When I intentionally adhere to noticing and naming problematic patterns of my own Racial Justice praxis, I find myself inherently convicted that the work of Jesus happened predominately from the margins. Situating the work of racial justice then into a marginal frame, I find myself able to then ask a new set of questions. Instead of wondering what is the risk, I find myself asking a ubiquitous Lorde phrase: what is the worst thing that could happen to me if I tell this truth? Today, when my boss pulled my extensions, I found that I could respond to her from a place of love rather than a place of anger situated in resentment.  

By owning my own marginal status, I liberate myself to do the work without the shackles of disillusionment. When I step into my own anger and my own rage at ‘the system,’ with love not only do I validate my own experiences and truth but I also empower myself do to the Jesus work of the radical struggle.

And yet, for far too many, this work often feels isolating and lonely. When we live at the margins, one may be quick to consider the risk. To assess whom will be lost. For, there will be losses. And, the risk is great. And sometimes the losses are great. This is accurate. And yet, I have found that if we continue to center fear as the way, then we have already lost our way. We have already lost the struggle. For there will be risks. In fact, the ways in which we locate ourselves and in whom we locate ourselves will change. To borrow from bell hooks:

Indeed, the very meaning of ‘home’ changes with experience of decolonization, of radicalization. At times, home is nowhere. At times, one knows only extreme estrangement and alienation. Then home is no longer just one place. It is locations. Home is that place which enables and promotes varied and ever-changing perspectives, a place where one discovers new ways of seeing reality, frontiers of difference. One confronts and accepts dispersal and fragmentation as part of the construction of a new world order that reveals more fully where we are, who we can become, an order that does not demand forgetting.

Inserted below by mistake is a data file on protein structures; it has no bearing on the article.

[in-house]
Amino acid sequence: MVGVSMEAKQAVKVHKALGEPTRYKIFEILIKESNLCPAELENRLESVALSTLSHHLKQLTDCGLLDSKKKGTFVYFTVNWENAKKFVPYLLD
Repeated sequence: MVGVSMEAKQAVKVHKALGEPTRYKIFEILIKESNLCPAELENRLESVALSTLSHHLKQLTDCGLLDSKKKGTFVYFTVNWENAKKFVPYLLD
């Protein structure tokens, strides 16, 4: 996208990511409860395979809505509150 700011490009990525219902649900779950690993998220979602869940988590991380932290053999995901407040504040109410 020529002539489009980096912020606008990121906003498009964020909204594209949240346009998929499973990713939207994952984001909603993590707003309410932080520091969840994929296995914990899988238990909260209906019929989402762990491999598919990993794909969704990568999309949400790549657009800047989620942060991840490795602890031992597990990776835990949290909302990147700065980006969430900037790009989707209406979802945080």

This experience of living on the margins effects the way in which we anger and rage. And, this does not effect a person or a community universally or equally or identically, although there may be similar themes. Anger and rage are unique qualities in which may affect one but may equally silence another. And yet, anger and rage are often indicators of deeper truths and sadness’s. Anger too is a site of struggle.

I am speaking to you from a place of anger and love. I am speaking to you from the margins. I am asking you to consider what it means to be angry and to love. I am asking you to consider what it means to be black and woman. I am wondering if you can hear me.

There are those whom speak but do not listen, and those whom will ask you to tell you your pain so that they can rewrite your pain, bestialize your pain, debase and degrade you until you will not recognize your story but it will be called your history. It will be your story, but only if you let it, they will tell you. They will tell you that you can choose your calm. I am telling you that it is okay to be angry. I am telling you that it is okay to love. I asking you to locate both. 

 It is okay to be angry in love. You can hold this duality. You can see both ways of being.

This is an intervention. This is a call to anger and love and to awareness.

 This is a call to do the human work of loving one another. 

On the Subject of When You Need to Trash Your Mantra

Reading Time: 3 minutes

What drives you to panic and despair? What keeps you grounded?

In a world that is increasingly polarized, hate rhetoric and intentional polarized positioning are often unconscious defaults. Compounded by internalized media messages and individual bias, it can be hard to keep a positive individual mantra. Does your subconscious mantra need to be trashed?

This week, as I have been meditating and practicing self-care, I found myself revisiting recent events that haven’t quite healed yet. My mind kept returning to them again and again, and I found myself at one point, leaning over, hugging my knees tightly to my chest as I felt this huge weight in my stomach.

I was carrying all of these things that kept reinforcing my own innate propensity of relying on old lies.

Somehow, I was still carrying the foster care Bonita with the you are all alone and nobody cares.

I was the little girl whom didn’t know why her mother left.

And, I realized that I needed to re-trash one of my unconscious mantras.